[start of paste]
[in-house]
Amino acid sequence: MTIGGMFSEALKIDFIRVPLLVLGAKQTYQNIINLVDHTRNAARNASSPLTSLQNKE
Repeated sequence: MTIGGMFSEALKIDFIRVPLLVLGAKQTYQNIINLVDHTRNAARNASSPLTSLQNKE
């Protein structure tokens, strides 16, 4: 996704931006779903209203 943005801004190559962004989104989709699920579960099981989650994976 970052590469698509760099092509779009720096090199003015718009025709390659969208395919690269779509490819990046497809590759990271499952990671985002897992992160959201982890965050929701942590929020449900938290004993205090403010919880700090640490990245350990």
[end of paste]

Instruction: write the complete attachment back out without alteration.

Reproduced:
[in-house]
Amino acid sequence: MTIGGMFSEALKIDFIRVPLLVLGAKQTYQNIINLVDHTRNAARNASSPLTSLQNKE
Repeated sequence: MTIGGMFSEALKIDFIRVPLLVLGAKQTYQNIINLVDHTRNAARNASSPLTSLQNKE
């Protein structure tokens, strides 16, 4: 996704931006779903209203 943005801004190559962004989104989709699920579960099981989650994976 970052590469698509760099092509779009720096090199003015718009025709390659969208395919690269779509490819990046497809590759990271499952990671985002897992992160959201982890965050929701942590929020449900938290004993205090403010919880700090640490990245350990």